In this category I am going to give you recommendations on things that I think are outstanding. I’ll start with a book that I’ve been putting off for years. But first, a short story about myself:
As I wanted to find my own writing style, I hardly read for a long time. You’ll find the story in detail here. Meanwhile, I am satisfied with my style and have consolidated it enough to start reading again. The first book in years is by the Russian author Dmitri Gluchowski and is called Metro 2033, a bestseller whose story I already knew from the same-titled PlayStation game. However, as you might expect, the book is more in-depth and less action-packed than the video game. But, let’s start with the story:
The narrative is set in the year 2033 in a world destroyed by an unspecified nuclear conflict. Life on earth’s surface is no longer possible for humans; instead, it is now the habitat of mutated creatures such as winged demons, hellhounds and human-like black beings. The last remnants of humanity have retreated into the Moscow underground and feed on mutated mushrooms, breed chickens and pigs or support themselves with cannibalism.
The main character is a young Russian called Artjom. He lives in a metro station threatened by the black creatures and has to struggle with visions of the monsters. At the same time, he carries a terrible secret: as a child, he visited a neighbouring station with a friend and, in order to see the sky, opened the airlock to the outside. Panicked by the sight of the world, the two escape and leave the gate open, through which the black creatures enter the metro at a later time.
Years later, a soldier named Hunter marches into Artjom’s station. Artjom confides his secret to him and Hunter sets off to close the gate. Artjom is given the task, should Hunter not return, to travel to Polis (the administration of the metro) and report everything. Of course, Hunter does not return and Artjoms sets out to fulfil his promise.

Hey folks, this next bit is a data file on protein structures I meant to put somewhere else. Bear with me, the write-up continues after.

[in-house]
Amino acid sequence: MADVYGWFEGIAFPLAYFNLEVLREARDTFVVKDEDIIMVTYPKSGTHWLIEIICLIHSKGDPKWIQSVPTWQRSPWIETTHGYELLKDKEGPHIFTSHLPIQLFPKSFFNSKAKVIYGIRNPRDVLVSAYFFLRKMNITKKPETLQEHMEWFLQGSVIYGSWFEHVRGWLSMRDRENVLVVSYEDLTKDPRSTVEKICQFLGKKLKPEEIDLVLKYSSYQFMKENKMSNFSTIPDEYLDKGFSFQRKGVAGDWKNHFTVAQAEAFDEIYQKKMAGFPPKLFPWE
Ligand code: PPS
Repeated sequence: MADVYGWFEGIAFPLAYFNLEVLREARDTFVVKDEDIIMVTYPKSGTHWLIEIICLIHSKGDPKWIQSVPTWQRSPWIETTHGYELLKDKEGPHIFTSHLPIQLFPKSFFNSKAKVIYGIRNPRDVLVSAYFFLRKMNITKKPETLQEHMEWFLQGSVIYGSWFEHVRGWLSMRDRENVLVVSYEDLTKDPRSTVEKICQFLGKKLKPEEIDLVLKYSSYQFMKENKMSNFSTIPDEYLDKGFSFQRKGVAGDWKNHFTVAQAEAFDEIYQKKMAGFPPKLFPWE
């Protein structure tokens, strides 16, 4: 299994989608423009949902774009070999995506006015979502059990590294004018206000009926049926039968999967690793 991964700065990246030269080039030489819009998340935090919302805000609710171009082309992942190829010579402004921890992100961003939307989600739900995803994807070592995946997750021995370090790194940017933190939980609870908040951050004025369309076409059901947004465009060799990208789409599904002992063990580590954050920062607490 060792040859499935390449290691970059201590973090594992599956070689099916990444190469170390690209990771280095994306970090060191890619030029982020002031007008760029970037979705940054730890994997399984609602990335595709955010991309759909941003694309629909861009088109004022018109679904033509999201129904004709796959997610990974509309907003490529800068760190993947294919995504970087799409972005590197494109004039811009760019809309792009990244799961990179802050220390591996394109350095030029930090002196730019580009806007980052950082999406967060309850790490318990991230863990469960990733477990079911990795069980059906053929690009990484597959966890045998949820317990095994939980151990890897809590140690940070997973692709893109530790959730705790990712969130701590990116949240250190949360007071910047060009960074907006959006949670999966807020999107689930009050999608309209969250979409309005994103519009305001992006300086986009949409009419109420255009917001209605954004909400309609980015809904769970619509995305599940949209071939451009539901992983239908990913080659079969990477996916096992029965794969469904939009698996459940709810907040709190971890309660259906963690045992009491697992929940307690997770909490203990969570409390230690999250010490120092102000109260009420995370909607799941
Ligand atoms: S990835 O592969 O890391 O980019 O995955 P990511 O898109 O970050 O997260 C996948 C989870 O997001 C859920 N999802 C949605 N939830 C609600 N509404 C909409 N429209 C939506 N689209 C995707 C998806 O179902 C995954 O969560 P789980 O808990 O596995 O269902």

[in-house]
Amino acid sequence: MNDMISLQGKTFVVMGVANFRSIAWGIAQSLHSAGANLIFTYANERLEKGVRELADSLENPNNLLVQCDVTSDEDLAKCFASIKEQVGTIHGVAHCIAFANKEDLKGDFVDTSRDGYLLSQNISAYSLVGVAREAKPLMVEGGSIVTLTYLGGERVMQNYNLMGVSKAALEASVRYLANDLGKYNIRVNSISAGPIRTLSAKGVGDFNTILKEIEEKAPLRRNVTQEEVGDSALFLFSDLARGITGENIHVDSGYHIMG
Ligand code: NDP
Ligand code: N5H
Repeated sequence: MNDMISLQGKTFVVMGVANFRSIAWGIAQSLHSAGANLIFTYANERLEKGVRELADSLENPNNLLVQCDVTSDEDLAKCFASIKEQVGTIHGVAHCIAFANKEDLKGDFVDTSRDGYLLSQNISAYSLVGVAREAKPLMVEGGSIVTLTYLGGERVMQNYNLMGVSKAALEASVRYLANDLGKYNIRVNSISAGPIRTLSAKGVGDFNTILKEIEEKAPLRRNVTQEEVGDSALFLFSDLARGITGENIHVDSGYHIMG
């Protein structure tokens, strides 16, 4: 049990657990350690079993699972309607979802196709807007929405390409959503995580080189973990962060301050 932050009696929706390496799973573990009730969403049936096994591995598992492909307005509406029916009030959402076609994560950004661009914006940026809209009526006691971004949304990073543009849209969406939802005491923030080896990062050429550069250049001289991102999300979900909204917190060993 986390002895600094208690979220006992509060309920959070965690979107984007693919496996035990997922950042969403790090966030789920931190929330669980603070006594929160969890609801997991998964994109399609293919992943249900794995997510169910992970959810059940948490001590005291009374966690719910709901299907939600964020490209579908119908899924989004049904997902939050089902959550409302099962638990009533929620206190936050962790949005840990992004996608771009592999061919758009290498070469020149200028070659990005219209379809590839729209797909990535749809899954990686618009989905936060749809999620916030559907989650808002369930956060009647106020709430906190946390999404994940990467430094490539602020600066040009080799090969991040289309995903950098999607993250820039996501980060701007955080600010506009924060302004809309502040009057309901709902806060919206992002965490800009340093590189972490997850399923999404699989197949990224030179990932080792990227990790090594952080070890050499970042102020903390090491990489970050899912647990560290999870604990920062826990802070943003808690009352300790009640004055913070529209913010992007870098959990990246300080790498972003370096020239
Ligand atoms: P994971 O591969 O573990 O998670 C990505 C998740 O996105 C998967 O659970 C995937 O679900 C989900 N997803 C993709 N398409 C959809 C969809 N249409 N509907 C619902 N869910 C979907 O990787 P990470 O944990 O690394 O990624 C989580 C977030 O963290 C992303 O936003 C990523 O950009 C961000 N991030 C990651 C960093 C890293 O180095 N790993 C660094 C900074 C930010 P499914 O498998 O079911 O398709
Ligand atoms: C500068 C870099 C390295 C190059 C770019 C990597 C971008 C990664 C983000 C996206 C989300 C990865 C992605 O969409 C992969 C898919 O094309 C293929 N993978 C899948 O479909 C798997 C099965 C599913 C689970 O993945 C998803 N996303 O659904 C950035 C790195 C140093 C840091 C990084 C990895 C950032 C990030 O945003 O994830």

In the course of the story, Artjom encounters countless different cultural tribes living in the different stations: bandits, fascists, communists and religious nutcases. In addition, there is cannibalism, child abduction and abuse and many other abysses of human existence, condensed into a few square kilometres of underground.
However, I don’t want to go into more detail, but simply say: I wanted to keep reading and thought its a pity when the book ended.
In my eyes, Metro is more than an apocalyptic story. The book tells of the depths of humanity and of their fear and hatred of everything that seems alien to them. This leads to an end that I would not have expected in any way. It gets you thinking and makes you want to read more stories in the Metro universe.
I gave the book 5 out of 5 stars, bought the two sequels as e-books and started the Playstation game all over again. So anyone who has even the slightest desire for a dystopia: Go for the story by Dmitri Gluchowski!
The book is available in all known shops. The English paperback has the ISBN 978-0575086258 and the e-book the ASIN B003774XKG.